In Georgia, 640 species and habitats have been identified as a top priority for conservation efforts. (Photo by Pete Nuij, Unsplash.)

By Hannah E. Jones

Proposed legislation Recovering America’s Wildlife Act (RAWA) would provide a significant chunk of change to help protect vulnerable ecosystems around the country. This would be a game changer for Georgia’s 640 at-risk species and habitats, with current funding offering less than five percent of what’s needed to save these animals.

On Dec. 8, conservation group Environment Georgia hosted a virtual seminar on RAWA. The nonprofit invited a panel of experts to discuss the impact this bipartisan legislation could have on wildlife around the state and country. 

The panel of local conservation experts. (Image taken from virtual meeting.)

Under the proposed bill, the federal government would allocate $1.3 billion in annual funding to help at-risk species through habitat restoration, controlling invasives, reconnecting migration routes and more. If passed, Georgia would receive $27.4 million of those funds. This would be a significant increase compared to the state’s 2022 funding, with the Georgia Department of Natural Resources receiving about $1.4 million in State and Tribal Wildlife Grants.

During last week’s meeting, Environment Georgia Director Jennette Gayer was joined by the following panel: 

  • Mike Worley, President and CEO of Georgia Wildlife Federation
  • Jennifer Mickelberg, Zoo Atlanta vice president of Collections and Conservation
  • Brett Albanese, Georgia Department of Natural Resources deputy chief of Wildlife Conservation

The bill — co-sponsored by Senators Ossoff and Warnock — passed through the House of Representatives this summer and is ready for a floor vote in the Senate. Time is of the essence, though.

“This is the time to make this work,” Worley said. “We are the lame duck of Congress. This bill has to start over again if we don’t finish it in the next couple of weeks. We really need to progress on this.”

Gayer agreed, describing the bill as a “gift for Georgia’s wildlife.”

The expert panel is confident that the increased funds would have a significant positive impact on the health and survival of Georgia’s at-risk ecosystems. The same applies to the 12,000 threatened species and habitats nationwide.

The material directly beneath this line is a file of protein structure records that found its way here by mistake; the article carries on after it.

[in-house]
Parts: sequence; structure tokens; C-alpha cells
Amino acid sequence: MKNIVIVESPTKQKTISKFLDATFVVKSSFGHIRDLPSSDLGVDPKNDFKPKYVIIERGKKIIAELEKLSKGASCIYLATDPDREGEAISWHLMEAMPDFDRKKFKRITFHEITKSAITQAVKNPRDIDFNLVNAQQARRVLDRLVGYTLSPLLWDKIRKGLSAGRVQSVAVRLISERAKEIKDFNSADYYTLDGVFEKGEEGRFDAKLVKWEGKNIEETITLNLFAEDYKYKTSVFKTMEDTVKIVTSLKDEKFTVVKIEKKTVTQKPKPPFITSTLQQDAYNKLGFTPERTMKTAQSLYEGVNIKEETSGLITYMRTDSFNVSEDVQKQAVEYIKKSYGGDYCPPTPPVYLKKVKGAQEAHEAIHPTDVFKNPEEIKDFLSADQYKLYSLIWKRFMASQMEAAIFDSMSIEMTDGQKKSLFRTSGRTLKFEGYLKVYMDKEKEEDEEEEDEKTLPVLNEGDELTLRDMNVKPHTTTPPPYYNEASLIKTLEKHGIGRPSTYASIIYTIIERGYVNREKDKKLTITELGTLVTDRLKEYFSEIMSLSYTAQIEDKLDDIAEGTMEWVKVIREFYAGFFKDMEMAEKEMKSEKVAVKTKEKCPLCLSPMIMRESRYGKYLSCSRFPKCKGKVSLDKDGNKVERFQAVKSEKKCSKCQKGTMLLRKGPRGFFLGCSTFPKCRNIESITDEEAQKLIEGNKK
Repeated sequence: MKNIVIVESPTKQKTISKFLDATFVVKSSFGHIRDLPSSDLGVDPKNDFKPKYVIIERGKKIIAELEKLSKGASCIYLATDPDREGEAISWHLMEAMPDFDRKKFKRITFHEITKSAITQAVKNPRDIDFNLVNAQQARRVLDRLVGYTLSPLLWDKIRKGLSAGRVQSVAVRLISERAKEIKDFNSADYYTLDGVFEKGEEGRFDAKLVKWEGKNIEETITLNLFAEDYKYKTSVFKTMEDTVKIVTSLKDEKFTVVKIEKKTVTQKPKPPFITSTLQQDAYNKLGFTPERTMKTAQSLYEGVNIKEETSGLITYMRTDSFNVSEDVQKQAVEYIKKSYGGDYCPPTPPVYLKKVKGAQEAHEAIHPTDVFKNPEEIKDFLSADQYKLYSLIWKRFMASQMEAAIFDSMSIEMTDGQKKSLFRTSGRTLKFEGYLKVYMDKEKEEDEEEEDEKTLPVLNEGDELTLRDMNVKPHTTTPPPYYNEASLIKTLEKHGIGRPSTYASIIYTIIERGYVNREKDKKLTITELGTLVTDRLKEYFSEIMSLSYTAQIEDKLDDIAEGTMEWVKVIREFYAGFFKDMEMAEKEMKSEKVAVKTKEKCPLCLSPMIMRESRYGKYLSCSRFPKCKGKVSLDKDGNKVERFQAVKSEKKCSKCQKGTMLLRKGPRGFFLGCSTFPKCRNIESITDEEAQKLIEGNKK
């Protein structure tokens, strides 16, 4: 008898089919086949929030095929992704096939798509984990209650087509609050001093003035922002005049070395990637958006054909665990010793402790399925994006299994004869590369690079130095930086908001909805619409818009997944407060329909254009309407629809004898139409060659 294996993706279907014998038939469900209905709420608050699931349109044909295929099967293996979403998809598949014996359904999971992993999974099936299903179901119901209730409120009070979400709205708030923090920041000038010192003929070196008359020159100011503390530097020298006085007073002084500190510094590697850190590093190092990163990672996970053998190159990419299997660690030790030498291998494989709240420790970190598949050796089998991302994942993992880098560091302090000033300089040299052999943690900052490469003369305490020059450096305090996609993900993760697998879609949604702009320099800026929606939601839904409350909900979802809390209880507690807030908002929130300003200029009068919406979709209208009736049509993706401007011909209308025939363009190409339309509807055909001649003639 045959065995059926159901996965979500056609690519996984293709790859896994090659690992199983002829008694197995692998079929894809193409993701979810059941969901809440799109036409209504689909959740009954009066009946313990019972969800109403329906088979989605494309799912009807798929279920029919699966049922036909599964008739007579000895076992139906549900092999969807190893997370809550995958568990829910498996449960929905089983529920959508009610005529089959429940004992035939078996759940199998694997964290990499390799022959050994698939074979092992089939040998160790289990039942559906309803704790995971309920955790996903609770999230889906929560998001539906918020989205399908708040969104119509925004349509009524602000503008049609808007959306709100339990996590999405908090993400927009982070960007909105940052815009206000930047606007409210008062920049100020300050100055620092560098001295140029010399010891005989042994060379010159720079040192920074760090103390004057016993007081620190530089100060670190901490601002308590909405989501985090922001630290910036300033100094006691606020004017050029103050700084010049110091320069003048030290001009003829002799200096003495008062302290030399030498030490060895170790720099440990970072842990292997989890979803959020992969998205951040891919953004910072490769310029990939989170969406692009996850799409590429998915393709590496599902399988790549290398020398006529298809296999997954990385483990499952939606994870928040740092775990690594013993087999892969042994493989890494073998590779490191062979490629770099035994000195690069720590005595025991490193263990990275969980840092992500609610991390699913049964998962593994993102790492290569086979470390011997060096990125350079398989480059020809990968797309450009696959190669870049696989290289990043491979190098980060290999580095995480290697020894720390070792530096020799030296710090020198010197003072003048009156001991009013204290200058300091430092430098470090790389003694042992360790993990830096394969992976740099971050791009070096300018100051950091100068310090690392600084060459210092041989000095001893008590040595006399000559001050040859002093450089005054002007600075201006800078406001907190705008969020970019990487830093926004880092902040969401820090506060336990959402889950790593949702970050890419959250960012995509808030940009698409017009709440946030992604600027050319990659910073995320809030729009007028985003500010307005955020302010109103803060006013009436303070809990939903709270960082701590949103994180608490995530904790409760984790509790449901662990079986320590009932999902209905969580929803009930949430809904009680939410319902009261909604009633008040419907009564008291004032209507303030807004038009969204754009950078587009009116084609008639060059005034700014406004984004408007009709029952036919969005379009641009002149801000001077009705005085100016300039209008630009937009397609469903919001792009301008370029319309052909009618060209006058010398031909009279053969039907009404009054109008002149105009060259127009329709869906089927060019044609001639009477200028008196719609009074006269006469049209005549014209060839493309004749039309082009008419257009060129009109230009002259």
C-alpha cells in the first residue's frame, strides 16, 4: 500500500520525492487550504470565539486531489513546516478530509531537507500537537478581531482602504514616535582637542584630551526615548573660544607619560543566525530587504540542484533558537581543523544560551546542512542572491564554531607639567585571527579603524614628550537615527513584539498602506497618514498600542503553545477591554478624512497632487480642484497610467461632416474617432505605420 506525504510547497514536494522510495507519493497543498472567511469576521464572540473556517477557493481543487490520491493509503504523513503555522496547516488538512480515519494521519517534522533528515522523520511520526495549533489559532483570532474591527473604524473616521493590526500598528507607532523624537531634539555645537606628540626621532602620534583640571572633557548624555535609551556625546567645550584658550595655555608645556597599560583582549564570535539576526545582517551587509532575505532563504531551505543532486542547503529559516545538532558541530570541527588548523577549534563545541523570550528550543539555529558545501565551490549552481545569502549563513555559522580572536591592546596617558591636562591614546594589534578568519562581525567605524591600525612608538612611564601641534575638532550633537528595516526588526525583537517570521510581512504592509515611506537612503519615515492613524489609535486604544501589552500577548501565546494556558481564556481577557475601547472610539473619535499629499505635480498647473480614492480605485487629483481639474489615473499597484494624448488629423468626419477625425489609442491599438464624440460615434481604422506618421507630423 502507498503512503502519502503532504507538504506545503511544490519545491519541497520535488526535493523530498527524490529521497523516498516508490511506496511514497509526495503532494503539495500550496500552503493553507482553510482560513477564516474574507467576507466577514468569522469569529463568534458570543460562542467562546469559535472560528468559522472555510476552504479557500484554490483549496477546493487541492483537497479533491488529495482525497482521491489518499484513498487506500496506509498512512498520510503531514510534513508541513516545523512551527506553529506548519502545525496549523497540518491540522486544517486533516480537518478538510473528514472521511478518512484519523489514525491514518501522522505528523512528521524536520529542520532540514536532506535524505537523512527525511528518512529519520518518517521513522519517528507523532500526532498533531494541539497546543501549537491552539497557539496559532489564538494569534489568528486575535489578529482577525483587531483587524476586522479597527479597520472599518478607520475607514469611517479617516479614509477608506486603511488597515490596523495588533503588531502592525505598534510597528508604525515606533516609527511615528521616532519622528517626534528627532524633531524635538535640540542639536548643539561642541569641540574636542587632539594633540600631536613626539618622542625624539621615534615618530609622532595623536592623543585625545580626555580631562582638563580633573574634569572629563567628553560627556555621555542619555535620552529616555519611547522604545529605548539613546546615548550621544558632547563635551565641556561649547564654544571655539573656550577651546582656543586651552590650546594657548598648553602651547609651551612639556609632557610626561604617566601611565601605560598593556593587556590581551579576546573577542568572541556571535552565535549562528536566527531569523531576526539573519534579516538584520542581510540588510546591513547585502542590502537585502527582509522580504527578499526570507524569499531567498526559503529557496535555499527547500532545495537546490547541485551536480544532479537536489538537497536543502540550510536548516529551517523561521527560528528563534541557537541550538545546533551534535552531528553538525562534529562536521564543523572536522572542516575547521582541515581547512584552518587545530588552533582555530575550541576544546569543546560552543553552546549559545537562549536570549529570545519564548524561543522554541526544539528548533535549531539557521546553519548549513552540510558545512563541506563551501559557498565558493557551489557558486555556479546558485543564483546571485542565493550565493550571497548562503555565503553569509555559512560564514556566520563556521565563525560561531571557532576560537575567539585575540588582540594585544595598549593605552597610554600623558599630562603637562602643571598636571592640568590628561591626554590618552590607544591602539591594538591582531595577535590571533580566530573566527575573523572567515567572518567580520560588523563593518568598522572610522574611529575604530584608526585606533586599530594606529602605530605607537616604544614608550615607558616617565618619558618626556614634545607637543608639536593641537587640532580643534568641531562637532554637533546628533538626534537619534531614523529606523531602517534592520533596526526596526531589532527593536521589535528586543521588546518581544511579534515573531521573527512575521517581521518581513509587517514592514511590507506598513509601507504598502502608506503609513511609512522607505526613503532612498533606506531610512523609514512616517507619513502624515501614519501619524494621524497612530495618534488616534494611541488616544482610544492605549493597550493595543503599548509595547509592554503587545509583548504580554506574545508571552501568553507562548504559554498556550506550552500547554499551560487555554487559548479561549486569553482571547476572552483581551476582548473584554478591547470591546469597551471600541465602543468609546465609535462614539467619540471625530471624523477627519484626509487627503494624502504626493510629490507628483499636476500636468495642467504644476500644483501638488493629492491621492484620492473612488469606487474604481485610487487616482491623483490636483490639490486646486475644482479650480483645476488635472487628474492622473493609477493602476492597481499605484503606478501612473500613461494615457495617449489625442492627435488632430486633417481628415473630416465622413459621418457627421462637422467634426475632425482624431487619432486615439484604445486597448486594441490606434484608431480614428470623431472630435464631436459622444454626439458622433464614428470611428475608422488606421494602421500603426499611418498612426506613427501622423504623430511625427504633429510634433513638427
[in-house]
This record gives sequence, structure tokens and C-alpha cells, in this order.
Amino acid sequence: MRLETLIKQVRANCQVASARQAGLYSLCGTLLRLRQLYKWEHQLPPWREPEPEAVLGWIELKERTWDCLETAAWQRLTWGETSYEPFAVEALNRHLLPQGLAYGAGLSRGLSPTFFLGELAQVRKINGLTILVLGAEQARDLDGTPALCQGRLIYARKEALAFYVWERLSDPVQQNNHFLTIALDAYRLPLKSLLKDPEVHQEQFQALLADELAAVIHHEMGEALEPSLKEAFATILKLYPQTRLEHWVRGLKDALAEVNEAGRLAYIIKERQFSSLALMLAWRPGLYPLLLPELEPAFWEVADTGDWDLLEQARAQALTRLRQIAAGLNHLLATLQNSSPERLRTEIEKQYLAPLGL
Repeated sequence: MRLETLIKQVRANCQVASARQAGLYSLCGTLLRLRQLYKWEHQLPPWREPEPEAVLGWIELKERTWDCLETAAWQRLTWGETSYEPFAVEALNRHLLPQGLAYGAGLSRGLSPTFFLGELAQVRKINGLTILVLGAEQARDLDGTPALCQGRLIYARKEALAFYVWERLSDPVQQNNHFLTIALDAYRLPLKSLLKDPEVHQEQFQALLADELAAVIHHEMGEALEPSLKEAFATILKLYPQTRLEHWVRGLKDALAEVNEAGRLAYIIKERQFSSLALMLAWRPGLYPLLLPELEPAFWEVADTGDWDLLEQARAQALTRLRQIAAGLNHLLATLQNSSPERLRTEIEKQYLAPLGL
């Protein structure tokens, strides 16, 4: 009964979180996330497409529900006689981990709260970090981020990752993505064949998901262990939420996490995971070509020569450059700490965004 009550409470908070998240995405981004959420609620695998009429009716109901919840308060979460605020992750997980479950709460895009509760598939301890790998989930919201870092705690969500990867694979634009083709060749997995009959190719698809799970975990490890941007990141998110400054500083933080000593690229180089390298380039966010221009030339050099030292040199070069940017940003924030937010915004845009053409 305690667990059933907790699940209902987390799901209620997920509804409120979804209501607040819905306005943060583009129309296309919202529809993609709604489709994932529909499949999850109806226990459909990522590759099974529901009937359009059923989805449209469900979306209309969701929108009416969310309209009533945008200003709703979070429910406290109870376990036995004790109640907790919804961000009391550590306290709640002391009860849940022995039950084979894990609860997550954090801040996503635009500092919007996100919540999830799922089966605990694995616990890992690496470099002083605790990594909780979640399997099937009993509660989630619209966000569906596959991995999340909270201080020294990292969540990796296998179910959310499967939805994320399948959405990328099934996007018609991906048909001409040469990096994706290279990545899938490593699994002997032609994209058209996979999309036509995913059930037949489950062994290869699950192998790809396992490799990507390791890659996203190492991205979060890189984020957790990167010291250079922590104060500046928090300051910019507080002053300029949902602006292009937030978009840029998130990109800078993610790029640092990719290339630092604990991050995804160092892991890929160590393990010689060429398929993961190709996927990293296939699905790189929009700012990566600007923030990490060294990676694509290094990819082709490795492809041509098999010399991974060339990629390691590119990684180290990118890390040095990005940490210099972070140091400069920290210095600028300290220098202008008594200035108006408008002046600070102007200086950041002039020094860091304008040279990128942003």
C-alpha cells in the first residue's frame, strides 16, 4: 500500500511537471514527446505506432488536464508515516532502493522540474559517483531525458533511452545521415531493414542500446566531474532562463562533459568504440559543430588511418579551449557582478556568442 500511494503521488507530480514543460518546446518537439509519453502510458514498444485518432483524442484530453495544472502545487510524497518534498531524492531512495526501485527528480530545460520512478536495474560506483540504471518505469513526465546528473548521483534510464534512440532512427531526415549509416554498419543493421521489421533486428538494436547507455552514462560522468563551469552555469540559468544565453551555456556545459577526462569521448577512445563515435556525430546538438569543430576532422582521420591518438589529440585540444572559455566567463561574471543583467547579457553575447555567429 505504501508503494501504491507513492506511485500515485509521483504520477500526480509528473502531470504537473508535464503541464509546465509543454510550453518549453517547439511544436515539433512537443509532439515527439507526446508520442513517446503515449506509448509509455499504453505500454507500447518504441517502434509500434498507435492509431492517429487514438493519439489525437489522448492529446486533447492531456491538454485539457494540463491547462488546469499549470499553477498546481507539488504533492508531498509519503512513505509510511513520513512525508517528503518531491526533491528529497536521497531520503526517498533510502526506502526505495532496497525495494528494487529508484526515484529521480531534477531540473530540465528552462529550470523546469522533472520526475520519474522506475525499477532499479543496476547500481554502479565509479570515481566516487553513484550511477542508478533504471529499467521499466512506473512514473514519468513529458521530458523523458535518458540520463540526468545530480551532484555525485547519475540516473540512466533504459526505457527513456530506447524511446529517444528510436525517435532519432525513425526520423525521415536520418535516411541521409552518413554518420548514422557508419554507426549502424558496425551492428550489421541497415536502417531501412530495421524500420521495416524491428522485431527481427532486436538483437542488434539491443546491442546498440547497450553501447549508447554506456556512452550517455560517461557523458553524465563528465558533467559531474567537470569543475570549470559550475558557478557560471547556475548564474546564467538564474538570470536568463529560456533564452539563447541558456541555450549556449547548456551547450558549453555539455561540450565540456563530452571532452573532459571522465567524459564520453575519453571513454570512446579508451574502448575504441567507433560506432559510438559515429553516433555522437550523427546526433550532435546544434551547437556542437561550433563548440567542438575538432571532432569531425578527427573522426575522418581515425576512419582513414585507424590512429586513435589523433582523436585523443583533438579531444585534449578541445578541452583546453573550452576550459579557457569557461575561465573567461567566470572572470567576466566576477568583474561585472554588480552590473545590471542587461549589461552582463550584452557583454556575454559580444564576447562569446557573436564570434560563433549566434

“We know that species across the country and in Georgia are being threatened by a variety of pressures — developments, climate change, droughts, wildfires – and we’re not doing as much as we could and should,” Gayer said. “The Endangered Species Act passed in 1966 and [since then,] there hasn’t been the progress we need to really make a change. [RAWA] has the potential to be a game-changer for species in Georgia and beyond. It’s really a landmark legislation.” 

The additional environmental funding will allow the state to offer more wrap-around conservation and recovery services, like anti-poaching efforts.

“One of the great things about RAWA is it broadens our scope. We expect to do a lot more wildlife-related recreation projects, education and outreach, plant conservation,” Albanese said. “Also, you can spend money on law enforcement if it’s directed towards the species of greatest conservation needs. We have serious issues with illegal wildlife trade in Georgia, as well as poaching, and we can direct more resources to our law enforcement division to help with that.”

Among residents, the support for the bill is there. According to a recent Data for Progress poll, 86 percent of respondents back the bill, with 92 percent of Democrats and 83 percent of Republicans.

For folks wanting to help RAWA pass through the Senate, Albanese recommends contacting their Senators to “encourage them to put this on the floor and get this vote done.”

“By supporting [RAWA], it really allows us to support and invest in not just the future of our wildlife, but in the future of humans and ensuring that we have healthy ecosystems to live off for generations to come,” Mickelberg said.

Click here to learn more about the proposed conservation legislation.

Hannah Jones is a Georgia State University graduate, with a major in journalism and minor in public policy. She began studying journalism in high school and has since served as a reporter and editor for...

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